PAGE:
Science and Technology Innovation Program
Mapping the Human Genome: Risks and Benefits
Point of View by Dave Rejeski, director, Foresight and Governance Project
When some future historian chronicles the 20th century, the sequencing of the Human Genome will certainly stand out as one of mankind's greatest achievements. We have entered the genetic age. It is entirely possible, given present trends in sequencing technologies, that by 2040 each of us could have our entire genome sequenced for under $150. Certainly within the next 15 years, genotyping technologies capable of "reading" key genetic information from blood or saliva samples will become standard tools in medical practice.
We will see an increasing "individualization" of medicine—an ability to match drugs and other therapeutic interventions to an individual's genetic makeup and physiology. This will have enormous benefits, both in terms of better health care and potential cost reductions. Drug efficacy will be increased, side effects reduced, and whole new classes of drugs introduced into the marketplace. But genetic enlightenment will not be a one-sided affair.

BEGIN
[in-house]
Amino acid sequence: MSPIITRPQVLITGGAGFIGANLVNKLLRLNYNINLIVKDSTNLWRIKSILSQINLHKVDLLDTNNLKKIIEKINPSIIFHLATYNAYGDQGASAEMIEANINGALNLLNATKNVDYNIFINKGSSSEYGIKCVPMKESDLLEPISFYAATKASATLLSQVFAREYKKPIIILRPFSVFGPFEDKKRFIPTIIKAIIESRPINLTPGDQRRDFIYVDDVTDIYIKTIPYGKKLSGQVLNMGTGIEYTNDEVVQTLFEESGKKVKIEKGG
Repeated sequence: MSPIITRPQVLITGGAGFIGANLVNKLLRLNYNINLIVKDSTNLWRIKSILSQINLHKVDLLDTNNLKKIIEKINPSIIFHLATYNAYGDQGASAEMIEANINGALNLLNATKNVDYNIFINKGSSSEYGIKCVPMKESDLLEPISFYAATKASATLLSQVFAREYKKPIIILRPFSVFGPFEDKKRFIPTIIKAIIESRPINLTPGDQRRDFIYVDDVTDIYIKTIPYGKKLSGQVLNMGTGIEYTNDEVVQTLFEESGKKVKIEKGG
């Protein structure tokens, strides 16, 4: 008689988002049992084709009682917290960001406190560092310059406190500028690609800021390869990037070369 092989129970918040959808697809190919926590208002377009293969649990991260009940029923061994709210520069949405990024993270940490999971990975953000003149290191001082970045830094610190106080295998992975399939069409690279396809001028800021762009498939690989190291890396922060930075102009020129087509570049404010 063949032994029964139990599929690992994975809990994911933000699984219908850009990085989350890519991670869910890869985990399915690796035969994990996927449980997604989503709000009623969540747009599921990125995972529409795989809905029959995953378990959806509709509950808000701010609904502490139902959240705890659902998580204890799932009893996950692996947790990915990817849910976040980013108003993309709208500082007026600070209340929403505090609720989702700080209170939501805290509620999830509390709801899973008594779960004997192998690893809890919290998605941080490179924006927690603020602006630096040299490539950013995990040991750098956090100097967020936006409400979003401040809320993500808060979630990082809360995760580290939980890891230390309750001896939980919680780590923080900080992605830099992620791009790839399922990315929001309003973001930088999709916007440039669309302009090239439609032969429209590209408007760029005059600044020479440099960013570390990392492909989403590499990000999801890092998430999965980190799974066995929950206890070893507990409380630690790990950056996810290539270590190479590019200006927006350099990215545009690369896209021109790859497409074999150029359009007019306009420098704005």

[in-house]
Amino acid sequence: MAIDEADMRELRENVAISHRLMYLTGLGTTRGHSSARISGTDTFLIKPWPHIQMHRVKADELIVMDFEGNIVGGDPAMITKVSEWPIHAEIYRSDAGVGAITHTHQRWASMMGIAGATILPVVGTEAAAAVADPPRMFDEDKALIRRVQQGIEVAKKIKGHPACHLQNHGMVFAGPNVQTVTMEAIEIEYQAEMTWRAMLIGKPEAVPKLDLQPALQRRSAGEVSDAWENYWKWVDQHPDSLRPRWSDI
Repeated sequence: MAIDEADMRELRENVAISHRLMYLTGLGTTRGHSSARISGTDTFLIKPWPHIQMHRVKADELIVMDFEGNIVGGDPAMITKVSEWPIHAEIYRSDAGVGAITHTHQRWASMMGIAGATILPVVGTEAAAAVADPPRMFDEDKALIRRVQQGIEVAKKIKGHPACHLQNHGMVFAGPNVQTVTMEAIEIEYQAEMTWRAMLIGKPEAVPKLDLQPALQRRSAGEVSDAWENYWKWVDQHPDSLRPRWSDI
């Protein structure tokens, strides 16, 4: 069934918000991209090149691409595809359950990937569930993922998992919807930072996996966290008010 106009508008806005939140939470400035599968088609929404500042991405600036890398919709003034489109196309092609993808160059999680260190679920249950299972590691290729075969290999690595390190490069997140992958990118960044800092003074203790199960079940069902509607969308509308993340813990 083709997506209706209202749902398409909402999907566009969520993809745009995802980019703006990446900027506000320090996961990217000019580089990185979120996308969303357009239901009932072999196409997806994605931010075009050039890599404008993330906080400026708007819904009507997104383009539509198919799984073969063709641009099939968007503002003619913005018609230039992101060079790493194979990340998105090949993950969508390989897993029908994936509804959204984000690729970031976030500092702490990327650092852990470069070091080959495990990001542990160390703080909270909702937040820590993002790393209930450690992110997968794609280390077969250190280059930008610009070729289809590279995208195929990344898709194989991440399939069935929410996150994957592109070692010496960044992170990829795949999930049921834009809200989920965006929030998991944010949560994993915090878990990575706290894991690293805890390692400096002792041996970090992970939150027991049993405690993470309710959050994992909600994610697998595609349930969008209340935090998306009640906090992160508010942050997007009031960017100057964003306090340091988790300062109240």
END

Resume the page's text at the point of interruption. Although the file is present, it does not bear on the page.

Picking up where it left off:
Most of what genetics will tell us about ourselves will not be predictive, but suggestive. Genetics will provide us with few absolute truths about our destinies, only probabilities about increased risks for disease and increased sensitivities to chemicals in our environment or to the foods we consume. This information will present individuals with difficult choices in terms of lifestyle changes, medical options, and decisions about conceiving offspring. It will require major investments in public education and a vastly expanded counseling infrastructure in the medical and public health areas.
As a society, we also will be confronted with the ethical issues that often occur when diagnostic tools are turned into discriminatory instruments for screening people or when therapeutic techniques are applied to the enhancement of individual capabilities or traits. And this will happen, if not in the United States then in other countries with lax ethical standards or different cultural attitudes toward such technological interventions.
Finally, the genetic age is built on the digital age. The most intimate information about individuals, their genetic makeup, will be reduced to digital information that can be copied, shared, and moved over networks.
Virtually every major technological revolution of the past century, from the telegraph to nuclear power, has been greeted with enormous enthusiasm. The sequencing of the genome is no exception. We should be optimistic about the potential for humankind but attuned to its potential ethical implications and conscious about our moral obligation to anticipate the impacts of our inventions.